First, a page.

Contributed by Susan
Description: A Virginia Elopement – A Runaway Couple from the Old Dominion Married in this CityDate: May 7 1884
Newspaper published in: Washington, DC
A Virginia Elopement – A Runaway Couple from the Old Dominion Married in this City
[Transcriber's Note: "A. N. Beasley" is no doubt Albert Newton Beasley. Albert and Corinne Aubrey remained married until her death in 1937 in Shenandoah, Page County, Va.]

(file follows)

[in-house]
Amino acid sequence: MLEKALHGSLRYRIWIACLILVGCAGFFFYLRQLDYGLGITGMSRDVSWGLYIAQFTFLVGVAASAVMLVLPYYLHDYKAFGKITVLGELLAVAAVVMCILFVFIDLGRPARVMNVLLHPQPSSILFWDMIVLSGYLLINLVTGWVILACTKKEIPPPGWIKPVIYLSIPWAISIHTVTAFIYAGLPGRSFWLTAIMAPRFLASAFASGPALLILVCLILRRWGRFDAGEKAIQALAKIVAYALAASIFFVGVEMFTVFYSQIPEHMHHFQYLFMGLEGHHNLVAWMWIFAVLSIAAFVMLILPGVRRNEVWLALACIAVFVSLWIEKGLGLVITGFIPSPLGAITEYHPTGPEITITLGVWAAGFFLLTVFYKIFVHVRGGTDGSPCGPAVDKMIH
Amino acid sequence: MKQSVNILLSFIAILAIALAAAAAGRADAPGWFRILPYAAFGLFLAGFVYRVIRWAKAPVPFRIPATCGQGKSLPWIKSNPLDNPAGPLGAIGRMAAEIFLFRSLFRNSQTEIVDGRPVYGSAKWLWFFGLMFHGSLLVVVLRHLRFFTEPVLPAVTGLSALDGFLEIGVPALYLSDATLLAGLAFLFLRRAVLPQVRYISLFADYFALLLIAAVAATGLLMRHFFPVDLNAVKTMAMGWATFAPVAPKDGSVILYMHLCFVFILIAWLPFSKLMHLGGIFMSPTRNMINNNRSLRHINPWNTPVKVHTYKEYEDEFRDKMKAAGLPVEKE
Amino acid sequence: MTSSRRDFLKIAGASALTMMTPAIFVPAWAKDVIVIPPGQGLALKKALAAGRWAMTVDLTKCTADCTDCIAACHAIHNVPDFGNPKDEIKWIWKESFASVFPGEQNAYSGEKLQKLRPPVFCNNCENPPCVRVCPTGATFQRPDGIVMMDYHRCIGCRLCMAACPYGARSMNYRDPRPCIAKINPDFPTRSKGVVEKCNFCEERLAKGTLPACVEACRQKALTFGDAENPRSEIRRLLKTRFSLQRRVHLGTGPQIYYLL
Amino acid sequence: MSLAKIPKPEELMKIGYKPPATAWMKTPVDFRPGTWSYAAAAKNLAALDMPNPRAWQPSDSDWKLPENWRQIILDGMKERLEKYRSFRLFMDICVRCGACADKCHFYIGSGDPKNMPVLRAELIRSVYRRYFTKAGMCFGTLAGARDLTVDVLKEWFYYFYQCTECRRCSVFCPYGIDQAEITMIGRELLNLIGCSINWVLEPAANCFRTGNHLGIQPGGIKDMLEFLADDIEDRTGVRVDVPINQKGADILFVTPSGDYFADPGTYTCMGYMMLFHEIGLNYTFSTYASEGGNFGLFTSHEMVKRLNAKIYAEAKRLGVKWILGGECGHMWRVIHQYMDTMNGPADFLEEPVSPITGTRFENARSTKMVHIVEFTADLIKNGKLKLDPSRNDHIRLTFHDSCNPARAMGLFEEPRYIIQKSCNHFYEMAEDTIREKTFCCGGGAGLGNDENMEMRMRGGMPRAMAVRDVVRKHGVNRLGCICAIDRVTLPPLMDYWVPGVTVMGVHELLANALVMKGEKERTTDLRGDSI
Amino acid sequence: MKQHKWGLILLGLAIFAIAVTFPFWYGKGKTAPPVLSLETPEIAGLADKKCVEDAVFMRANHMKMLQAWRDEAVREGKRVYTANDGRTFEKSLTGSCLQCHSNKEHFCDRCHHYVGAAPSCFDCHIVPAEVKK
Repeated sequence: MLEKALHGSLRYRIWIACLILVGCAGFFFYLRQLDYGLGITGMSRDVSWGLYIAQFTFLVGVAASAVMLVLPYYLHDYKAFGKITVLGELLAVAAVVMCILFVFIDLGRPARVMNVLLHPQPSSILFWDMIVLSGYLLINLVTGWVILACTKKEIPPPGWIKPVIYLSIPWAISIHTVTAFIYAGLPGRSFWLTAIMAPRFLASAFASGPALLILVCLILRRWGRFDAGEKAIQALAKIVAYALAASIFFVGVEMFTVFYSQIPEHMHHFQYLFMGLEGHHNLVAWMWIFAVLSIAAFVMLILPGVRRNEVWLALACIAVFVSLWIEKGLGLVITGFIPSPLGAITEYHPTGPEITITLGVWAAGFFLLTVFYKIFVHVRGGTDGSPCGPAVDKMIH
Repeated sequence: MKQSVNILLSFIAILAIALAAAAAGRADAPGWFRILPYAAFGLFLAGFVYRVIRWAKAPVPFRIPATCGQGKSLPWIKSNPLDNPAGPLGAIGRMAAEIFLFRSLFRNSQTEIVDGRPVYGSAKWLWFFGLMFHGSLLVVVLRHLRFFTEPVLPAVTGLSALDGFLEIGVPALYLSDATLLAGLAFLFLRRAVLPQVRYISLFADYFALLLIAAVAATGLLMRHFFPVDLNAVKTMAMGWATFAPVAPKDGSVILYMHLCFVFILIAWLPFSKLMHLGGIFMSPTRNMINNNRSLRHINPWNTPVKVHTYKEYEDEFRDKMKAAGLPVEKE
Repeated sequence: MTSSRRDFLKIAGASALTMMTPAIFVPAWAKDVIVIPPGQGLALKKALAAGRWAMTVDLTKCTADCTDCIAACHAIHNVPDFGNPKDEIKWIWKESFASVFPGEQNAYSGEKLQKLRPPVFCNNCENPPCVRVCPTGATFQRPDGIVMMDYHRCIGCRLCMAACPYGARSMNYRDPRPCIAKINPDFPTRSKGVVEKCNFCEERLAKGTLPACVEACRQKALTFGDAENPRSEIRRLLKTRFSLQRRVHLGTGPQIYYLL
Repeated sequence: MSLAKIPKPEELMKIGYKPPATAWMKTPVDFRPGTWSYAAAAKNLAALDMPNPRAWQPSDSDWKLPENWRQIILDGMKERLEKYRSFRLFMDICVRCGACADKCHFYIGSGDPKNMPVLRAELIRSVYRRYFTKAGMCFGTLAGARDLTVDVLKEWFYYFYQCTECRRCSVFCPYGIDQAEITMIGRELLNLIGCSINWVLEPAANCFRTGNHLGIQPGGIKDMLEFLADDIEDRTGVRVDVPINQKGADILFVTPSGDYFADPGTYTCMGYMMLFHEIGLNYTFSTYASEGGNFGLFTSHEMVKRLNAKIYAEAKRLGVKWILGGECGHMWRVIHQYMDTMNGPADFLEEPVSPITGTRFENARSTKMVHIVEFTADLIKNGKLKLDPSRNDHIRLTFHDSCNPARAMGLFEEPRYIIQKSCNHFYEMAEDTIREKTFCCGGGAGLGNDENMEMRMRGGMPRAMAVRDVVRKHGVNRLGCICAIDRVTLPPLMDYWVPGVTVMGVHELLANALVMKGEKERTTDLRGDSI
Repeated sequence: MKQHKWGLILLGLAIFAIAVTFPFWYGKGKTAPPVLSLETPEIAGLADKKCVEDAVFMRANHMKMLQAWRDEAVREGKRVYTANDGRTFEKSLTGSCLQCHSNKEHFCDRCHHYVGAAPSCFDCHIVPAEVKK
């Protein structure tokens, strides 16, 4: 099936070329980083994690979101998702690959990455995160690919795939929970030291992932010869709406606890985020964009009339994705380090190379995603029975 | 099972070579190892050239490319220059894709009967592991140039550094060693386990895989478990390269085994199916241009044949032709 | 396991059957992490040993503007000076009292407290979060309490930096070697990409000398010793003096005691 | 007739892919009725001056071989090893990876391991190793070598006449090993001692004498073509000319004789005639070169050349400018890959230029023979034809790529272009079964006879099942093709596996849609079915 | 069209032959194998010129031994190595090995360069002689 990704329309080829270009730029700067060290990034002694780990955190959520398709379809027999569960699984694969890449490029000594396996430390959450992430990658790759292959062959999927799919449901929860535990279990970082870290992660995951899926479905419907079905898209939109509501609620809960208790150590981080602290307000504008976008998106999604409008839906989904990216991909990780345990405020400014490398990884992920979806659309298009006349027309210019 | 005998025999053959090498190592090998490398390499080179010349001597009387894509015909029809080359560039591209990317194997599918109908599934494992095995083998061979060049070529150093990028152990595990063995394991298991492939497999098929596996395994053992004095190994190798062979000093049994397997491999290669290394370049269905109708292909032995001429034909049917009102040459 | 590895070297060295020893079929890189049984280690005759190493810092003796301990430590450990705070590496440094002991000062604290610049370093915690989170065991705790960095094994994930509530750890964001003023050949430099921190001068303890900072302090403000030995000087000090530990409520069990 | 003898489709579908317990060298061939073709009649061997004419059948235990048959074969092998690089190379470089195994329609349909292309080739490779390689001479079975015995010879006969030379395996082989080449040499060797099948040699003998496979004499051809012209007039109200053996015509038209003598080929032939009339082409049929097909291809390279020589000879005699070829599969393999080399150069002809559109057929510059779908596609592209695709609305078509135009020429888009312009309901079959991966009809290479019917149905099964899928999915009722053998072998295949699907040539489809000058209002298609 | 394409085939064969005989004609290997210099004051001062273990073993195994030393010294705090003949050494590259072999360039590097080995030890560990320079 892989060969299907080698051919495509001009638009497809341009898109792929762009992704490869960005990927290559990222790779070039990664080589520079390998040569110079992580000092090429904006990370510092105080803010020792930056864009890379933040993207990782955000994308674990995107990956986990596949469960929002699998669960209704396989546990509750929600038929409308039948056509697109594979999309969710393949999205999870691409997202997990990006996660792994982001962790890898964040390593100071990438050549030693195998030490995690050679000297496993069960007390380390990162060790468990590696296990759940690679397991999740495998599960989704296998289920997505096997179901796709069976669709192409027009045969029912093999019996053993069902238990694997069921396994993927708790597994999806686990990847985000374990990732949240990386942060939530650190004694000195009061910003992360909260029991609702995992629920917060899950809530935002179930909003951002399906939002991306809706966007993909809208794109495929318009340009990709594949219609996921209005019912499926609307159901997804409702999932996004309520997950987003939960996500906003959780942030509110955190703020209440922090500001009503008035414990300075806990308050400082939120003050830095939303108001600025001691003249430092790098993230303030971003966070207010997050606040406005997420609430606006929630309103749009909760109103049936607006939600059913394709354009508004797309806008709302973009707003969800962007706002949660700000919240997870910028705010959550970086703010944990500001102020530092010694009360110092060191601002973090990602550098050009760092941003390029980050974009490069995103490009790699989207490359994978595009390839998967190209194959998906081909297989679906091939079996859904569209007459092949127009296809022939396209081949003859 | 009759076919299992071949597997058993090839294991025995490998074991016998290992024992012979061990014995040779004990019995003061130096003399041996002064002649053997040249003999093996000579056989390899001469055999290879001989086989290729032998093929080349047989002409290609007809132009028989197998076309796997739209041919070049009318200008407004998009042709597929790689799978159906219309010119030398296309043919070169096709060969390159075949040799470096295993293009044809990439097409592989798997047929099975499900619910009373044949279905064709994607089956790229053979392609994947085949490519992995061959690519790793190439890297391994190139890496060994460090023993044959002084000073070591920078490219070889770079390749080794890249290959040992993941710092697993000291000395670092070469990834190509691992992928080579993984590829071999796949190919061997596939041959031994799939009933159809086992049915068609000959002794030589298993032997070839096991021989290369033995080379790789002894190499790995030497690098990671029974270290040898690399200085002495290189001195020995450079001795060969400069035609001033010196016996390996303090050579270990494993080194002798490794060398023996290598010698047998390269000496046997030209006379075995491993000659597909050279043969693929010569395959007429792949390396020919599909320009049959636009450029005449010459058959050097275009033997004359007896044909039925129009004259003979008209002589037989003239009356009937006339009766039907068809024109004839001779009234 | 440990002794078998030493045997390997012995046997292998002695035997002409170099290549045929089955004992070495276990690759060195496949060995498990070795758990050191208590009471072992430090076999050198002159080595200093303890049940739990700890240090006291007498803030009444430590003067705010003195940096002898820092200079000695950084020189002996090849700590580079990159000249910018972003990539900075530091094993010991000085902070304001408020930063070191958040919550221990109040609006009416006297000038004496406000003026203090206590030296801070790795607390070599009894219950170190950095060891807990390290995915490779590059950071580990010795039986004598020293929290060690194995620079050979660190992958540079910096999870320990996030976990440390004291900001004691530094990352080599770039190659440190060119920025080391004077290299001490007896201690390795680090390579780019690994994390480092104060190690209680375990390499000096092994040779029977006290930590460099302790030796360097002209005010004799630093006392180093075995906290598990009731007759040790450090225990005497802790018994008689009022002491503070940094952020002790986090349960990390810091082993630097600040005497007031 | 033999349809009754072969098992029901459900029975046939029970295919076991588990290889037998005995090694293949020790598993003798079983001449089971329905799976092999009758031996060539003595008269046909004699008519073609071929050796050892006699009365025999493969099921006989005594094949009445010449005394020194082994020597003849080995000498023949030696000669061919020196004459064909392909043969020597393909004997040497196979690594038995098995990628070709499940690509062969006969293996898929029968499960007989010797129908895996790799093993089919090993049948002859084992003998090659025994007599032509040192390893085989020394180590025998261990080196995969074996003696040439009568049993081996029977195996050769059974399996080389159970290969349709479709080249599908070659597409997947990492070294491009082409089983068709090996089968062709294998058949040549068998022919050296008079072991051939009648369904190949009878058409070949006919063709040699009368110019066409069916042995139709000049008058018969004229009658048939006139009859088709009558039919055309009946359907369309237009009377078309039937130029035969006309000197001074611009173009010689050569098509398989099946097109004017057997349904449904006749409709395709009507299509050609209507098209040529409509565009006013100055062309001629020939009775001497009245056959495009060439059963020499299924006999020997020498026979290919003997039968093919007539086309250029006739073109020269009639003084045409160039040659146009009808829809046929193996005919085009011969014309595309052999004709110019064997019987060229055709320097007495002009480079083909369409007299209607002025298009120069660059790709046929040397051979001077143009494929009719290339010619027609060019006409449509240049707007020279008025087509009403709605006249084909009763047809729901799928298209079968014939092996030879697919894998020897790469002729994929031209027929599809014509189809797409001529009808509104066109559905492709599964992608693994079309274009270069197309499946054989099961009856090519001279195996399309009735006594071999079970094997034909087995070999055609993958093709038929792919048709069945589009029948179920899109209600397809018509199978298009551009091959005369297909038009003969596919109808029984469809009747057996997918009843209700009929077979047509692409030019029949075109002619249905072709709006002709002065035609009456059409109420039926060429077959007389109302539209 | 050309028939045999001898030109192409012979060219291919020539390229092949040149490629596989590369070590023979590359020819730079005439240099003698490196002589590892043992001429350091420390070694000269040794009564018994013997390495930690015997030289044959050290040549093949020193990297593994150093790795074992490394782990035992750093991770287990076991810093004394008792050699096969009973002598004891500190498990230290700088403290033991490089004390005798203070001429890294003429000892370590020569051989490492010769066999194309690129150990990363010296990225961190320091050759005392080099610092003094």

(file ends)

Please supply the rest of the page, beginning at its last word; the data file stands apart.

In Greene County, Va., in the village of Standardsville, resides the Commonwealth's Attorney of that county, who had a daughter of 17 years rejoicing in the name of Corinne Aubrey Bray. Nearby lives Mr. A. N. Beasley, a farmer, aged 22, and for 12 months past they have been regarded as lovers. There was some opposition to the union from both families, but all efforts to delay the union ended today. Some weeks ago the young lady, knowing that they could not get married at home, went to visit friends about 90 miles distant, at Riverton, and a few days afterwards the young man left, and it was supposed that they would marry if they could. Miss Bray's mother thereupon went after her and brought her home, arriving on Monday. Last evening a brother of Mr. Beasley riding by her home on horseback took her up behind him and rode on a mile or two until they met the groom in readiness with a buggy, and she took a seat in the vehicle and with the brother they rode 18 miles to Somerset on the Virginia Midland Railroad where they took the train. They arrived here (Washington, DC) at 10:20 this morning, and making their way to the court house, the necessary license was procured. Rev. M. A. Turner was sent for and married them in the marshal's office according to the usages of the M. E. Church.